I (Tim) love movies about World War II. The men who fought in that war were ordinary men who knew that if the United States did not defeat Japan and Germany, it would be the next to fall to the Axis powers. War movies can be great (The Great Escape, Saving Private Ryan, Band of Brothers) when they take an interesting story and make you care about the characters. They can be mediocre (Windtalkers, Pearl Harbor) when they take an interesting story, but tell it poorly with characters that are too shallow or just unrealistic. Finally, they can be awful (The Thin Red Line) when there is an incoherent story with characters that have no meaning to the viewer.
Flags of our Fathers, a new movie directed by Clint Eastwood, seemed like a can’t-miss to me. The American invasion of Iwo Jima and the famous picture of six marines raising a flag after taking the mountain is a fascinating story. (I have that picture on my wall.) The main problems I have with this movie are that the characters were not totally fleshed out, the story felt incomplete, and the directing seemed choppy. I had a hard time truly feeling for the characters, which is odd since Eastwood’s Mystic River did such a good job of fleshing out those characters. Aside from the main three Marines, the other characters were not developed at all, which is essential for this type of film. When a soldier was killed in battle, I had made no connection with that character and thus the emotional impact was lessened. Next, the scenes depicting the fight for the island (especially the scenes with the ship and aircraft bombardments) were great, but we never understood the full picture of what was happening. We saw the start of the battle and a few glimpses as the battle continued, but we never found out what happened later. Finally, the directing was hit and miss. The constant flashbacks were distracting and made it hard to follow the story. Also, there were scenes where the son of one of the Marines was interviewing survivors, but we never knew who they were and if we had seen them earlier. In all, the whole film felt like an unfinished story.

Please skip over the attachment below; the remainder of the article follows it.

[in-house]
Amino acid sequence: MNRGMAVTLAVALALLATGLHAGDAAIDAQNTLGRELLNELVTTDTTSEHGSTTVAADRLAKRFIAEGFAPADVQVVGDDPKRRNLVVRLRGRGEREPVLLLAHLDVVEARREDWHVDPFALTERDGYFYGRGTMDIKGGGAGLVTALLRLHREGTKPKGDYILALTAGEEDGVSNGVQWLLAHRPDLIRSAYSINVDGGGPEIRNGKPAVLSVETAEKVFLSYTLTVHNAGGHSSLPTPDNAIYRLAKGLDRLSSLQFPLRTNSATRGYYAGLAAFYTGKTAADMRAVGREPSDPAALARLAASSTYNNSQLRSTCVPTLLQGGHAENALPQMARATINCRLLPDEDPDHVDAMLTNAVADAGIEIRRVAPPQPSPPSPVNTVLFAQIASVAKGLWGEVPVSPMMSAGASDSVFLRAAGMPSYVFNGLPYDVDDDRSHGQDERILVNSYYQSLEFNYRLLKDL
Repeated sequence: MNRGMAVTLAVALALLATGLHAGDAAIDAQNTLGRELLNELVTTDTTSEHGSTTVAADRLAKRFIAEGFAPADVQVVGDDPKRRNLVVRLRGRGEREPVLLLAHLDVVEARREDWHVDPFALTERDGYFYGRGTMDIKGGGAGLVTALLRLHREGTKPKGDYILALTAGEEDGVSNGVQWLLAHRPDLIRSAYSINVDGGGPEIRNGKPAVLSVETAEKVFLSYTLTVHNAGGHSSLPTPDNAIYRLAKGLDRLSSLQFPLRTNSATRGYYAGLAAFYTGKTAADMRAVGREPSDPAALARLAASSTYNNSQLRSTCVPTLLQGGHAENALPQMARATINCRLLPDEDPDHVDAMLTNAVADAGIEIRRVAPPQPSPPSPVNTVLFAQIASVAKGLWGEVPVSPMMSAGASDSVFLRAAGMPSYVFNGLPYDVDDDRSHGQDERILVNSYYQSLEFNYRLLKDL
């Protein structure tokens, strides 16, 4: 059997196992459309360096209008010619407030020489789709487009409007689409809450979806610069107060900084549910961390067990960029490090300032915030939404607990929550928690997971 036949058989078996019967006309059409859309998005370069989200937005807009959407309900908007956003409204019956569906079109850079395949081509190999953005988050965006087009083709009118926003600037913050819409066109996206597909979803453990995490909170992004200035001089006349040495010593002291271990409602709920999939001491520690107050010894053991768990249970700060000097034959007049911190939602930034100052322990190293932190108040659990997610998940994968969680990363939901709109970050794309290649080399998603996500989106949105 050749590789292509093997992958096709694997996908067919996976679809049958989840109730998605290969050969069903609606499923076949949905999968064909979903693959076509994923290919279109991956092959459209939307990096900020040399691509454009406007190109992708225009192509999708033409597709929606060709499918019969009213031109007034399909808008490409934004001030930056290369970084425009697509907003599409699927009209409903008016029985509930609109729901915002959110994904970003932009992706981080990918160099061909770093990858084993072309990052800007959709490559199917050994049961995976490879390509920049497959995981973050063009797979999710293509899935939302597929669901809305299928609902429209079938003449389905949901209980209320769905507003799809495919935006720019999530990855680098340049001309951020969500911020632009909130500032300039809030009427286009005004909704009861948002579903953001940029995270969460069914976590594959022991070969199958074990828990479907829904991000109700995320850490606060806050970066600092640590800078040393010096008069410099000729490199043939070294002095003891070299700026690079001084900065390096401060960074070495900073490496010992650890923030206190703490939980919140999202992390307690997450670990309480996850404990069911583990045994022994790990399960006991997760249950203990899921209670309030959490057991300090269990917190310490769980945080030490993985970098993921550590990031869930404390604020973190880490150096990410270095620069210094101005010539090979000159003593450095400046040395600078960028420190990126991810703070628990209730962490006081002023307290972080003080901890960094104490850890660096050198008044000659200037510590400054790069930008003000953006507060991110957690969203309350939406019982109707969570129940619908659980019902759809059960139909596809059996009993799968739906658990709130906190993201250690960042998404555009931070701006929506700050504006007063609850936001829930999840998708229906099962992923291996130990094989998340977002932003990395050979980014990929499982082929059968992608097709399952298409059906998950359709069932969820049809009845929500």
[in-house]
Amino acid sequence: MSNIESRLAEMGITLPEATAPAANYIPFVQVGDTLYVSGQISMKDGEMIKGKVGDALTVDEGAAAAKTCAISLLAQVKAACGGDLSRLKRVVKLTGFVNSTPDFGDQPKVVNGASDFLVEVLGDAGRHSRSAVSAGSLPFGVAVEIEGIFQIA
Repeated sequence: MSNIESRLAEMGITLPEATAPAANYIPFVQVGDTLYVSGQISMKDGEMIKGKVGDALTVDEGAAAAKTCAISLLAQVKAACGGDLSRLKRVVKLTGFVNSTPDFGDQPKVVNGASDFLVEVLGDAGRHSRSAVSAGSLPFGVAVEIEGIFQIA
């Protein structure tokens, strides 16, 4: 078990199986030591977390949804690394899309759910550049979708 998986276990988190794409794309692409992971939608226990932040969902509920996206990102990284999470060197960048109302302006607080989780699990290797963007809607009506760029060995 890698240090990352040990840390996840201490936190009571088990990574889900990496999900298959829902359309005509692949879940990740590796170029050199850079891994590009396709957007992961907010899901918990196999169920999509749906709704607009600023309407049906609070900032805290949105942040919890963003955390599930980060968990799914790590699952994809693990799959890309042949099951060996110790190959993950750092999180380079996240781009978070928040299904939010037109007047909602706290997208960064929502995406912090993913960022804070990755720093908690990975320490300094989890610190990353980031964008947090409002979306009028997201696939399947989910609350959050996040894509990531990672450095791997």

To be fair, I must say that the acting was solid and the film looked great. Also, Eastwood is making a follow up film to this movie called Letters from Iwo Jima, which is from the Japanese perspective. Perhaps that film will fill in some of the holes that Flags of our Fathers left. Overall, this is not a bad film, but I expected it to be much better. I guess I have a high standard for WWII films.